In our study, there was a positive correlation between PO2 and SBP, pulse and pulse pressure in COPD group. SBP, pulse and pulse rate were also falling when hypoxia. Although this seems contradictory, may be explained by the early and late differentiation of the cardiovascular response to hypoxia. Cowburn et al. [20] reported in their study that an increase of 20 mmHg in SBP and DBP occurred with increased ventilation and hypoxic pressure reflex in the first 10 to 15 minutes as a hypoxia response. Following this brief response, they reported a 12% decrease in systemic blood pressure. It reported that heart rate increased in the first 13 minutes and decreased 53% after 120 minutes. Since the average of the parameters was evaluated in our study, these values indicate a late term response. In the late period hypoxia and blood pressure parameters showed a positive correlation.
The relationship between COPD and cardiovascular disease were investigated in many studies. In a study conducted in Beijing hypertension prevalence were found to be 37.7% and 46.8% in male and female COPD patients respectively [12]. The study group had higher SBP and DBP, pulse pressures and pulse per minute compared to the control group.
Hypertension is not only a well established cardiovascular risk factor but also increases the risk of atherosclerosis. Clinical trials have shown that, in the highest quintile of DBP, even with the added risks of high cholesterol and smoking, hypertension still contributes significantly to risk for atherosclerosis [14,21]. Atherosclerosis is a disease that occurs due to lipid metabolism disorders and accumulation of lipid particles in the vessel walls. It is also considered as an inflammatory disease [22]. Inflammation also has a role in the pathogenesis of COPD. Fabbri and Rabe [23] has considered COPD as a chronic systemic inflammatory syndrome. A number of inflammatory markers have been shown to be elevated systemically in COPD including interleukin 6 (IL-6), IL-8, tumor necrosis factor α, and fibrinogen [24-26]. Hypoxia has been shown to have a number of effects that influence atherogenesis, and it seems likely that these effects are multifactorial. These include increased inflammation, oxidative stress, up regulation of cell surface adhesion molecules and hemodynamic stress [27-30].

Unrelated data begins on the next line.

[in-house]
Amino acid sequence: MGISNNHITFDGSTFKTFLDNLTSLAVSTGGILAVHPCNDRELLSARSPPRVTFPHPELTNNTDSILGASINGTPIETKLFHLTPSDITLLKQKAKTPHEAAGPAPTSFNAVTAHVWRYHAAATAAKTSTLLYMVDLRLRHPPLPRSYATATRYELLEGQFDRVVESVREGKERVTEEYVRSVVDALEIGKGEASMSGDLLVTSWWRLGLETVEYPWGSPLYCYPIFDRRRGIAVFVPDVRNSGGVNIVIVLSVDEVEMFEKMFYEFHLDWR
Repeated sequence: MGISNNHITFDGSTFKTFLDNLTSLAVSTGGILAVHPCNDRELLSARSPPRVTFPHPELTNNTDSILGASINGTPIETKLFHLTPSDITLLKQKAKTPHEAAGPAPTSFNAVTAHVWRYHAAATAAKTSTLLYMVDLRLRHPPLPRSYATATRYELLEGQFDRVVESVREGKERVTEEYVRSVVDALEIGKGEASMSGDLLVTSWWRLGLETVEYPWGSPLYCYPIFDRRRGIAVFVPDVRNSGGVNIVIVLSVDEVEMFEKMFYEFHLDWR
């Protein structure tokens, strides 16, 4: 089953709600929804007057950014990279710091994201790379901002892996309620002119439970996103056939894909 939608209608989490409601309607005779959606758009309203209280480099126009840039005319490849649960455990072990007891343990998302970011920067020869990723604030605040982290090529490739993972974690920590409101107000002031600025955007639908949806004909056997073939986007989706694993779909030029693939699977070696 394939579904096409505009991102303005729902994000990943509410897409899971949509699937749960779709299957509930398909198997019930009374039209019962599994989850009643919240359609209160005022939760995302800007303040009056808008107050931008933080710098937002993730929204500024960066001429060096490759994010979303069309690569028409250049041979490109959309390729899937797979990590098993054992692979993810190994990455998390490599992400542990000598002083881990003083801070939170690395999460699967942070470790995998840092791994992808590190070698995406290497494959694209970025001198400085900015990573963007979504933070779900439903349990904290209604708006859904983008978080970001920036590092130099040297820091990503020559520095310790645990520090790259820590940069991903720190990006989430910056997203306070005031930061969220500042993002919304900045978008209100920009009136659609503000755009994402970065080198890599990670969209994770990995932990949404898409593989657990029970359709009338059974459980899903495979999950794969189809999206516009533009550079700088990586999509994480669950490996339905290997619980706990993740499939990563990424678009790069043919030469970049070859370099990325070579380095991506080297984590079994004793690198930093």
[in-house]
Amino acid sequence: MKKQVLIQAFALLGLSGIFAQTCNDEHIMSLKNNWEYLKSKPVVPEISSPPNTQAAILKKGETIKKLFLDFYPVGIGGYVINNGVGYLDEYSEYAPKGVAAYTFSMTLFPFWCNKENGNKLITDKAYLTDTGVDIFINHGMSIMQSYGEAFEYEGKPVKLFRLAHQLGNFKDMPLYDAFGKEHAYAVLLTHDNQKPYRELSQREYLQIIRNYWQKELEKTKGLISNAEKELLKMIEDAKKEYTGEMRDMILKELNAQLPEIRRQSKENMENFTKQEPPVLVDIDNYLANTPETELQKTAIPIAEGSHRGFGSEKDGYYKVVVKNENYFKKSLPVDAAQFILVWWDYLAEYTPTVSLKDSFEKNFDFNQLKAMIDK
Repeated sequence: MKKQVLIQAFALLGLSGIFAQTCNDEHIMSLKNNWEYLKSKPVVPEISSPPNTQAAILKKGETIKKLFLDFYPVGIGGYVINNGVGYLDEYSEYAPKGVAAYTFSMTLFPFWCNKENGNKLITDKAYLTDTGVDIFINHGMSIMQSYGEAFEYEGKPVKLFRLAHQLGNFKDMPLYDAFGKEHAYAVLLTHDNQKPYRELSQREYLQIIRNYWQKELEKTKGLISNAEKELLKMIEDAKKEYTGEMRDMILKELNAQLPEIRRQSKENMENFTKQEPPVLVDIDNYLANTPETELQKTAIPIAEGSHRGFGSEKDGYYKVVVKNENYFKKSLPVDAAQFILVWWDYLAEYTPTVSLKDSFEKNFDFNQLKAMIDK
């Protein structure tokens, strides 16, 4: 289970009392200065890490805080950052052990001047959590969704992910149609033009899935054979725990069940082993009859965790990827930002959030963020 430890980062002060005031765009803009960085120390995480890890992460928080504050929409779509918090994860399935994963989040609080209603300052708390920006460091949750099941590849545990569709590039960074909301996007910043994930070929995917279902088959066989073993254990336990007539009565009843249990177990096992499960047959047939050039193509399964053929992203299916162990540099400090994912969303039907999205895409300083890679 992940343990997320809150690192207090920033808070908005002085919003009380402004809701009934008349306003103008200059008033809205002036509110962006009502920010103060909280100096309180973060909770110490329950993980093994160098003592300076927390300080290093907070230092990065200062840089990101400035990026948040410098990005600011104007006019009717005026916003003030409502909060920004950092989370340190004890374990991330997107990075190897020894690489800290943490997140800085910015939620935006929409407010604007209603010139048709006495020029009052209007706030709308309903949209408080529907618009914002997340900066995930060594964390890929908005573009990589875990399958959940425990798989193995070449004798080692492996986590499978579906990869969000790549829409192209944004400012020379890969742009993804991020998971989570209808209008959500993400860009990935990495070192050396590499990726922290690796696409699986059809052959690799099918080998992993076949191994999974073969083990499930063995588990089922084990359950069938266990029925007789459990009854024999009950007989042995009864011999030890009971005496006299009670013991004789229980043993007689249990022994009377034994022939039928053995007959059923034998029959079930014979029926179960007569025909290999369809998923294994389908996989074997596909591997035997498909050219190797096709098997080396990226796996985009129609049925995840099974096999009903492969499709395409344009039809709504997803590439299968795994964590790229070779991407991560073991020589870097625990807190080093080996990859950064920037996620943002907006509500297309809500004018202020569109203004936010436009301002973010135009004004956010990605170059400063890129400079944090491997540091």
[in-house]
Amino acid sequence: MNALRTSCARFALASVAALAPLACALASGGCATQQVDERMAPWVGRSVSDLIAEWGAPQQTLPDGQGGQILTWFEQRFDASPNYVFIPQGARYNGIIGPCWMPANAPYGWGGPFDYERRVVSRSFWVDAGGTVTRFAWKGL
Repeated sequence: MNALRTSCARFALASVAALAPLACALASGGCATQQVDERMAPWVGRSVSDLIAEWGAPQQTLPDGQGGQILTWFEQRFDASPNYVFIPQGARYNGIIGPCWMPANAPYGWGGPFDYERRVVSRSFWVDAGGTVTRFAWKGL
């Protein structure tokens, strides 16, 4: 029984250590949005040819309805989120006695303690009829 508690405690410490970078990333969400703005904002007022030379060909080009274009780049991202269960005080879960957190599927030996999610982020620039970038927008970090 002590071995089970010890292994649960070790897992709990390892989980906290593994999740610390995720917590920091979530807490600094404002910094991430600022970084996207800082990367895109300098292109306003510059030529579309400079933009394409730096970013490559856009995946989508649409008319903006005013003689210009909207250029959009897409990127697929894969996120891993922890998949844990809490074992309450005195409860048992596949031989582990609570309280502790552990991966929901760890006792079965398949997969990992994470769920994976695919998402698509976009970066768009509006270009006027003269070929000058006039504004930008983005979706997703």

Hartmann et al. [28] has shown that hypoxic and hyperbaric conditions cause significant increases in CRP levels. CRP is an acute phase protein synthesized predominantly by the hepatocytes in response to tissue damage or inflammation. It reflects the total systemic burden of inflammation of individuals [31]. The severity of COPD and CRP levels is associated with each other [32,33]. In vitro studies showed that CRP binds low density lipoprotein, very low density lipoprotein, and activates complement. Then macrophages stimulate tissue factor production and hence coagulation. Also, CRP stimulate expression of adhesion molecules intercellular adhesion molecule 1 (ICAM-1), vascular cell adhesion molecule 1 (VCAM-1) and E-selectin and increase monocyte and lymphocyte infiltration. This also shows the association CRP “a marker of vascular inflammation” and cardiovascular disease [34].
Jialal and Devaraj [35] stated in their study that high-sensitivity CRP is clearly a risk marker, and data are evolving to suggest that CRP also might be proatherogenic. In another study it was demonstrated that people with high CRP levels had impaired endothelial vasoreactivity [34].